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The Year of the GP?


Buoyed by the Coalition’s pre-election commitment that general practice would remain the cornerstone and leader of primary care in Australia, my predecessor Dr Steve Hambleton declared last year that 2014 would be the year of the GP – and, on the evidence at the time, he had every right to say so.

And there was no need to doubt that commitment in the early part of this year.

In March, Health Minister Peter Dutton told GP registrars – the next generation of GPs – that:

I can say unequivocally that general practice will be at the front and centre of our plan. The Australian Government is committed to rebuilding general practice and putting GPs back at the centre of our health care system.

It wasn’t long before things started to unfold, with the Federal Budget in May unleashing a torrent of attacks on general practice.

There had been warning signs just weeks earlier when the Government released the Commission of Audit report, and certain commentators had been promoting GP co-payments since before Christmas 2013 – but nobody expected the massive cuts and changes to primary care in the Budget.

There was the $7 co-payment for GP services.

There were new co-payments for pathology and radiology.

There was permission for States to charge co-payments for emergency departments.

There were higher co-payments for medicines.

There was the $5 cut to Medicare patient rebates.

And MBS patient rebates for specialist services were frozen.

On top of this, there were cuts to Indigenous health services.

The Government is also reducing public hospital funding by $1.8 billion over the next four years, and reneging on the guarantee of $16.4 billion additional funding under the National Health Reform Agreement over the next five years.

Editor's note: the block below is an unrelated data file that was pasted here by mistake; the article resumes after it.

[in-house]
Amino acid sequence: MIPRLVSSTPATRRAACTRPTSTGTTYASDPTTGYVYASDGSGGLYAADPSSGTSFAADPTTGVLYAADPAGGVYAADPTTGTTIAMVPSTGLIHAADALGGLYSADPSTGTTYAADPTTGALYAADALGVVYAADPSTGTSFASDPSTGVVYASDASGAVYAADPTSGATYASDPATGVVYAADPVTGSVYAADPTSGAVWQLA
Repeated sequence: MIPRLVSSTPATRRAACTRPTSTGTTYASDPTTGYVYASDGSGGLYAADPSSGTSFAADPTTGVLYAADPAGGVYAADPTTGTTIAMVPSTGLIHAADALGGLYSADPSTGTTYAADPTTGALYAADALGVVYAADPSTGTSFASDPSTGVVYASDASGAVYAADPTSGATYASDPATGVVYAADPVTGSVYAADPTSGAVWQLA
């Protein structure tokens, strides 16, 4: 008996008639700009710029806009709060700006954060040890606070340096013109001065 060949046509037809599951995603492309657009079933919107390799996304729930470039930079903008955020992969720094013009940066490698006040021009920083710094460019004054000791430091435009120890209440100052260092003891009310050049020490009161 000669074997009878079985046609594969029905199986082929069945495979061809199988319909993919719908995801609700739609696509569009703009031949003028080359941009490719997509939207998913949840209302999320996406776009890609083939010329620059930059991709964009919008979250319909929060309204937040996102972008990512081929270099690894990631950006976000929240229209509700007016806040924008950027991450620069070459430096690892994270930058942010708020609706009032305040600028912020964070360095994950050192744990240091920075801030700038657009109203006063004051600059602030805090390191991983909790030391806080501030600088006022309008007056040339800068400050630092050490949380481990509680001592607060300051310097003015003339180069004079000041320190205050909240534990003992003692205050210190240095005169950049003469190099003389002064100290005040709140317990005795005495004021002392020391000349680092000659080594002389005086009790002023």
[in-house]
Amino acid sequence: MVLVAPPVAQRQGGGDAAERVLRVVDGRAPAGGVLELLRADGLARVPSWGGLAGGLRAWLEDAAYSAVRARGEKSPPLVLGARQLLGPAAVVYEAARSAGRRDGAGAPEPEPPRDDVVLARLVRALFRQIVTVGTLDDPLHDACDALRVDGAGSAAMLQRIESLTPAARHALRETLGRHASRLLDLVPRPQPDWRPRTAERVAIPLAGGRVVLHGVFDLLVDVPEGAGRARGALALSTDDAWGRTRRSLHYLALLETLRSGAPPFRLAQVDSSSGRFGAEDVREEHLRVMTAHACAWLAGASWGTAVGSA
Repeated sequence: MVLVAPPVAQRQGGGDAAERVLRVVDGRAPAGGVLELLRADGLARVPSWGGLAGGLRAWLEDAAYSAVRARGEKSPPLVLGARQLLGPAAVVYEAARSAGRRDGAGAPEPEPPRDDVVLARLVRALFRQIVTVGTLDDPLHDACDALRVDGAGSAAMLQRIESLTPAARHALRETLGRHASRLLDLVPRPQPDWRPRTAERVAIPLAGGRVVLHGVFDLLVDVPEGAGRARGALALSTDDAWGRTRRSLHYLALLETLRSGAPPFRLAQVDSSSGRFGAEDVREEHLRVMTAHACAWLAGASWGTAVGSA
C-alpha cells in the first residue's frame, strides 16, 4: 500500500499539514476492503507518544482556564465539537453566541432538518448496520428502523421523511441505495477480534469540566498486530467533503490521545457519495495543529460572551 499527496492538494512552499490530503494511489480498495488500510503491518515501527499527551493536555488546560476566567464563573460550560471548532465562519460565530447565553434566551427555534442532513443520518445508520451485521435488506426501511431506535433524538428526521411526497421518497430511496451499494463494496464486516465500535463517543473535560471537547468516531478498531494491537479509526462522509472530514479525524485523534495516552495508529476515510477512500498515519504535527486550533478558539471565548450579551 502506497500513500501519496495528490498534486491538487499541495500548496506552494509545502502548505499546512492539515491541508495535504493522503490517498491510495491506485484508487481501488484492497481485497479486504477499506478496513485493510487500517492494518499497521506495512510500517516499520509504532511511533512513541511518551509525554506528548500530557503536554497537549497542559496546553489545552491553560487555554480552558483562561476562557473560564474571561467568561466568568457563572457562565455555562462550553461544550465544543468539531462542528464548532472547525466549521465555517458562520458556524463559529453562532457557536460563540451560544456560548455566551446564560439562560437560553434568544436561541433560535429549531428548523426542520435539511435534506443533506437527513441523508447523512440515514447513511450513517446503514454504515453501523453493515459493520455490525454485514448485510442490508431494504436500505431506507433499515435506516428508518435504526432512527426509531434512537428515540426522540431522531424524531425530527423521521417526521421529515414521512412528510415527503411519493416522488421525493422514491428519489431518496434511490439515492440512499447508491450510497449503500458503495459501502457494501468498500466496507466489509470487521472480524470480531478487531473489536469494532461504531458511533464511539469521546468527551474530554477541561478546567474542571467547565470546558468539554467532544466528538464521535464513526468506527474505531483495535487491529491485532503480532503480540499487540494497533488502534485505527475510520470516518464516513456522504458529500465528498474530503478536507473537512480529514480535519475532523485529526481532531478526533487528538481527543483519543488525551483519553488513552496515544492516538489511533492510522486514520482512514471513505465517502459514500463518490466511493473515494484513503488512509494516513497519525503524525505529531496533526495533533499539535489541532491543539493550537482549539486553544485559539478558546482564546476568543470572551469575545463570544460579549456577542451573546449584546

All of these acts will have a devastating negative effect on primary care. They will hurt GPs and their patients.

And now, in the past week, we have seen extraordinary mismanagement of the arrangements for GPs to conduct health assessments.

First there was a statement from the Department of Human Services declaring that GPs could no longer count the time spent by their practice nurses in completing health assessments – an accepted practice since 2010.

Then the Department of Health issued a clarification that was not a clarification, with the result that general practices were unsure of what they could do when processing health assessments, practice nurses were left wondering if they would still have jobs, and vulnerable patients such as the elderly, children, and the disabled had their access to quality primary care threatened by bureaucratic bungling.

The AMA stood firm in its calls on the Government and the Department to sort out this mess – and with results. There will be a meeting later this week to produce sound unequivocal advice on health assessments.

But how did we get to this? This is supposed to be the year of the GP.  Maybe it is – but for all the wrong reasons. It is GP Apocalypse Now!

There is some light, however.

When I met recently with Prime Minister Tony Abbott, I believe he saw the wisdom of the AMA’s ways in opposing the GP co-payment and other measures as proposed by the Government.

The PM’s political antennae could detect the harm to vulnerable people in the community, especially the elderly, the disadvantaged, the chronically ill, and Indigenous Australians.

Within 48 hours, the Government publicly acknowledged they should revisit the co-payment for people in aged care.

The Prime Minister has asked us to come back to the Government with some other changes – changes that could possibly make some of the Budget reforms palatable to the AMA and the community.

There are no guarantees, but it is a start.

The Government is in no doubt that the AMA is totally opposed to the proposed co-payments as they stand.

We still have six months in 2014 to go. Our aim is to still make this year the Year of the GP, but for all right reasons.